Dana White and the Fertitta brothers didn't manage to establish a whole new vertical of combat sports that's arguably become more popular than boxing by following "conventional wisdom."
Love or hate Dana but it's undeniable that the man has a work ethic like no other and he'll stop at nothing to put on events that generate not only fan interest but big, big bucks.
And when I say stop at nothing, I mean nothing: the man bought a private island to be the location of international UFC fights.
During the early days of the UFC's dominance in the mixed martial arts landscape, Dana White and co. were forced to get all sorts of creative when it came to putting on fights. The involvement of different athletic commissions, and getting MMA contests legalized in different states was an uphill battle.
To put it into perspective: the sport didn't become legal in New York until 2016. Jon Jones, who was originally from Rochester, NY, won his title against Shogun in Newark, NJ.
He entered the cage coming out to Alicia Keys' and Jay-Z's "New York" track, a nod to being in proximity of the city all pugilists wanted to scrap in: Manhattan's Madison Square Garden. Now, thanks to the coronavirus pandemic, however, it's difficult to get fights sanctioned in any state. The litany of bans and self-isolation orders will likely vary from state to state after the federal recommendation for non-essential employees to stay home until April 30 is over, too.
Which means that the future of events the UFC puts on are in jeopardy. Well, they would be if you weren't someone like Dana White, who is demonstrating a relentless creativity in his pursuit of putting on fights. Many fight fans thought that UFC 249 was going to be pushed to a later date thanks to Khabib Nurmagomedov's inability to participate in the contest thanks to Russian travel sanctions. But the UFC dipped into an old MMA playbook to get the fight card booked.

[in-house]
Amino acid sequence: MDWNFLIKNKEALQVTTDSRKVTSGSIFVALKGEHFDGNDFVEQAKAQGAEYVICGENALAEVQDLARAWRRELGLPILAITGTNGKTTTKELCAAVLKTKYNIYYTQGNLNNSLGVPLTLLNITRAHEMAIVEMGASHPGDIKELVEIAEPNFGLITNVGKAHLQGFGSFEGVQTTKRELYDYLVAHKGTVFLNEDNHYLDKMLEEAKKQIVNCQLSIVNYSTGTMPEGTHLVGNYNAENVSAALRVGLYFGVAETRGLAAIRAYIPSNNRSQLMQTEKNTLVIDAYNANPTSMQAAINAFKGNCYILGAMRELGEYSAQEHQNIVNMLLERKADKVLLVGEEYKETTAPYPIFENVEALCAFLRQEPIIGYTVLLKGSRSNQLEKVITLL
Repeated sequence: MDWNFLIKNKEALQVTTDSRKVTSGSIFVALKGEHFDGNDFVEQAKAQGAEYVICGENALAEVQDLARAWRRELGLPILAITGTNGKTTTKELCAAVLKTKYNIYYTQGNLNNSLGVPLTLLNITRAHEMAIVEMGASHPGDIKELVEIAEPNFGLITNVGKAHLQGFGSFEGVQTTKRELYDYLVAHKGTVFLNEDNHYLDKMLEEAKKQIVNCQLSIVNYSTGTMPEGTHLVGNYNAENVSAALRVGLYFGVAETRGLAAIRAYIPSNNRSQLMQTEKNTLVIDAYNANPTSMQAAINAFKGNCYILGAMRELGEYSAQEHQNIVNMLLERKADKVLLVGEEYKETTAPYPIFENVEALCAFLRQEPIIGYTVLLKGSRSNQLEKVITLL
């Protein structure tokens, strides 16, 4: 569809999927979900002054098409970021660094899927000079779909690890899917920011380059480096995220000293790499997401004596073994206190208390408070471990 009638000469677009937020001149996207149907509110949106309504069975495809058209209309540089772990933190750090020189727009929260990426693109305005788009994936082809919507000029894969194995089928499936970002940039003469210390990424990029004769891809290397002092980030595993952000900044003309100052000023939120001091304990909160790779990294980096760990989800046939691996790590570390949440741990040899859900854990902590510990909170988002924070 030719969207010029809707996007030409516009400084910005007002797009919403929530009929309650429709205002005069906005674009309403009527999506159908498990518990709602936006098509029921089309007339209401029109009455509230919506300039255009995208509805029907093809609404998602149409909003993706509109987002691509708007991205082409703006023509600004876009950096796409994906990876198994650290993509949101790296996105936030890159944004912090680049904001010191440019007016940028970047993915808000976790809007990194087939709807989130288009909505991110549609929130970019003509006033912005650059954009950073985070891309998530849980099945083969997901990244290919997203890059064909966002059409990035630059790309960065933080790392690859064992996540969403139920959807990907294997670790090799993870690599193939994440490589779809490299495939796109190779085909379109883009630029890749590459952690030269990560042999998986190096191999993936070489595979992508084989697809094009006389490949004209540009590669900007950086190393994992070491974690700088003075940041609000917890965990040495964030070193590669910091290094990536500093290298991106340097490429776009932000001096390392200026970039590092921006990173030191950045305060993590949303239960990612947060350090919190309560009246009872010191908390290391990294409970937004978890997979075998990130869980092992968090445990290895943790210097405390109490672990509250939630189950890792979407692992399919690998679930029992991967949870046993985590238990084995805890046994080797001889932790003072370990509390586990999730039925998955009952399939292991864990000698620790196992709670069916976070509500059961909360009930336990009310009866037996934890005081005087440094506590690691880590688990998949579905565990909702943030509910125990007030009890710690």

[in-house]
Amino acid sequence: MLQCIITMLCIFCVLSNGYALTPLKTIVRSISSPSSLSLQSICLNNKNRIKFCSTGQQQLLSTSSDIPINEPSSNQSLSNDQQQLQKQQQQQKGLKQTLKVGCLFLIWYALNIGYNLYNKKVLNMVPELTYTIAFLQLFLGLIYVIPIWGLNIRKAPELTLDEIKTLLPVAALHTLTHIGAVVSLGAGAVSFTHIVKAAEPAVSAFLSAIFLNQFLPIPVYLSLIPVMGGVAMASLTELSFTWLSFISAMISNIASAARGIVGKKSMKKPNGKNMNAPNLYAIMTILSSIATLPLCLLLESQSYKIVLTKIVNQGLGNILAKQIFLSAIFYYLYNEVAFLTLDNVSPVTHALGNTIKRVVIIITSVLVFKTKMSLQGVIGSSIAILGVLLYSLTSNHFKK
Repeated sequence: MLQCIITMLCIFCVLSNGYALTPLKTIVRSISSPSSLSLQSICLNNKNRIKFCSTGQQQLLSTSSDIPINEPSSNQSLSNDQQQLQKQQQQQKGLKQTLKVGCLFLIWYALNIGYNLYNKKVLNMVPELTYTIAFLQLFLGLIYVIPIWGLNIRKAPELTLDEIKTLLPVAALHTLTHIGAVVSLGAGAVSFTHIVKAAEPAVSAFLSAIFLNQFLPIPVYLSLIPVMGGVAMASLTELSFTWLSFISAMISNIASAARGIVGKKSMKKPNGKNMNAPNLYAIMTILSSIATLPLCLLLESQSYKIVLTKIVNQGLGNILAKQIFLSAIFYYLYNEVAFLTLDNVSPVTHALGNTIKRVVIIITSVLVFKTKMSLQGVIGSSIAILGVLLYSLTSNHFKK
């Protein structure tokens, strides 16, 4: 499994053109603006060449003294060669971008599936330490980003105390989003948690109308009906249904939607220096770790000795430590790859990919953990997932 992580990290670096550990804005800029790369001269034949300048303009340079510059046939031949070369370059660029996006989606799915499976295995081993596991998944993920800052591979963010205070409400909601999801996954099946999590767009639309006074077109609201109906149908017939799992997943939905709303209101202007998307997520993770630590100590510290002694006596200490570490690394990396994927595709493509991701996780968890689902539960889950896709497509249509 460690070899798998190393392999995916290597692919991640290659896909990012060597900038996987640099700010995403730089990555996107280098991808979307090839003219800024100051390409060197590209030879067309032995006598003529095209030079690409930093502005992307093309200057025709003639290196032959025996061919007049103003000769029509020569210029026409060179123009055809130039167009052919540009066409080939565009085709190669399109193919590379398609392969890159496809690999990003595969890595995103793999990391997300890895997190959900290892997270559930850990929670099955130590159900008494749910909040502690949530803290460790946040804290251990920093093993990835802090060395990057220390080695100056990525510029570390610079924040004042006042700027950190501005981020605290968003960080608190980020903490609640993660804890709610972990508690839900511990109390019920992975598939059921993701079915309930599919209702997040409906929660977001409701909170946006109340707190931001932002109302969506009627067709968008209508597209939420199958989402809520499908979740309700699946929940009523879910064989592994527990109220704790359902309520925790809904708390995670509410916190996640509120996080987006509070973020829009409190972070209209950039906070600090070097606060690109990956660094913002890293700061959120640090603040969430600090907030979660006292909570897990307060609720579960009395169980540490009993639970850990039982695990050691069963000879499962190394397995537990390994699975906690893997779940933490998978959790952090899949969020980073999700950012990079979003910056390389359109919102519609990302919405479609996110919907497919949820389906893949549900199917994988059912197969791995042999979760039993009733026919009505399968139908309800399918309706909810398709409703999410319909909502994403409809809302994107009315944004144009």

Tachi Palace Casino is back, baby.
Located in Lemoore, Calif. on a Native American reservation, the Tachi Palace Casino isn't beholden to the California State Athletic commission, and has their own ruling body for sporting events in place. If you watched a lot of WEC events back in the day, then you're no stranger to the venue that's seen its fair share of epic MMA bouts. We'll now be able to add the bout between Tony Ferguson and Khabib's replacement, Justin Gaethje, to that list.
Booking the card at Tachi brings up a slew of other interesting questions: will USADA testing be employed for the fighters, or will it be the wild west of MMA where everyone was clearly juiced to the gills and able to bypass the joke of a PED exam with relative ease? What about international fights and fight cards though? It might be difficult to get everyone to California, which has strict self-isolation guidelines in place for its citizens.
What's the location of UFC's private fight island?
While the Tachi palace has its advantages (especially for legal grey areas) for being located on a Native American reservation, at least it's in a known location. The same cannot be said for Dana White's proposed "Isle de Brawl."
In another move that just screams "F you, I do what I want," Dana White is working on setting up a private island that will host a number of future MMA fights for its international fight cards.
He assures that all of the necessary infrastructure: medical equipment, staging areas for fighters, internet access, broadcast materials, means of transportation, etc., are currently being worked on.
But Dana also said something that sounds like it came straight out of Bloodsport: not even the fighters will know where they're being transported to for their fights.
The UFC will fly the pugilists out on a private plane to a location that only a select few are privy to.
While UFC 249 will not take place on the private island, and it's safe to assume that fight cards with combatants who are primarily based in the states will probably go down at the Tachi Palace, it'll be interesting to see the other events that'll be going down on Dana White's "Isle de Brawl." According to Dana, they'll be going down sooner rather than later, too.